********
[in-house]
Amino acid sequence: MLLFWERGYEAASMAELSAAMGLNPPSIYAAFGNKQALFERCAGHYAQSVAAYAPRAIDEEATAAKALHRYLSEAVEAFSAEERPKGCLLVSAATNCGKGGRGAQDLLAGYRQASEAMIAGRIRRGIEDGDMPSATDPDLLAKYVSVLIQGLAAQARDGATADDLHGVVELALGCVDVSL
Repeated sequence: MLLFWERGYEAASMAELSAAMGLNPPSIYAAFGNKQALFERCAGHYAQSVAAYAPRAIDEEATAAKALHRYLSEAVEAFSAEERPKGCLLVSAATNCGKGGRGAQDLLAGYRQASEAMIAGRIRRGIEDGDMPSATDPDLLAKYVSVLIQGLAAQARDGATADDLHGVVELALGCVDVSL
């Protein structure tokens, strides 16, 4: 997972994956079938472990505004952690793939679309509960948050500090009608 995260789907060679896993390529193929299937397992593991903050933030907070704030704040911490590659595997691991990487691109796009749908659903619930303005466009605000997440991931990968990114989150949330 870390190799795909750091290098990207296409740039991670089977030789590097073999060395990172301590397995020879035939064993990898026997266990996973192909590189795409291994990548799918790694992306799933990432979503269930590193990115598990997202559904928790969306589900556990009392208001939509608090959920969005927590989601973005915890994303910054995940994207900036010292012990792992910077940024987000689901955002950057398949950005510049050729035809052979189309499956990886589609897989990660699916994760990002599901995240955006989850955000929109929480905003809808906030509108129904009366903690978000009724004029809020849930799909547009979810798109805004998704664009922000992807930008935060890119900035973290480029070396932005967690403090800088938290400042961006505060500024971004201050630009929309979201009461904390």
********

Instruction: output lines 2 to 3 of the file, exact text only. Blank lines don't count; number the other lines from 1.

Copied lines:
Amino acid sequence: MLLFWERGYEAASMAELSAAMGLNPPSIYAAFGNKQALFERCAGHYAQSVAAYAPRAIDEEATAAKALHRYLSEAVEAFSAEERPKGCLLVSAATNCGKGGRGAQDLLAGYRQASEAMIAGRIRRGIEDGDMPSATDPDLLAKYVSVLIQGLAAQARDGATADDLHGVVELALGCVDVSL
Repeated sequence: MLLFWERGYEAASMAELSAAMGLNPPSIYAAFGNKQALFERCAGHYAQSVAAYAPRAIDEEATAAKALHRYLSEAVEAFSAEERPKGCLLVSAATNCGKGGRGAQDLLAGYRQASEAMIAGRIRRGIEDGDMPSATDPDLLAKYVSVLIQGLAAQARDGATADDLHGVVELALGCVDVSL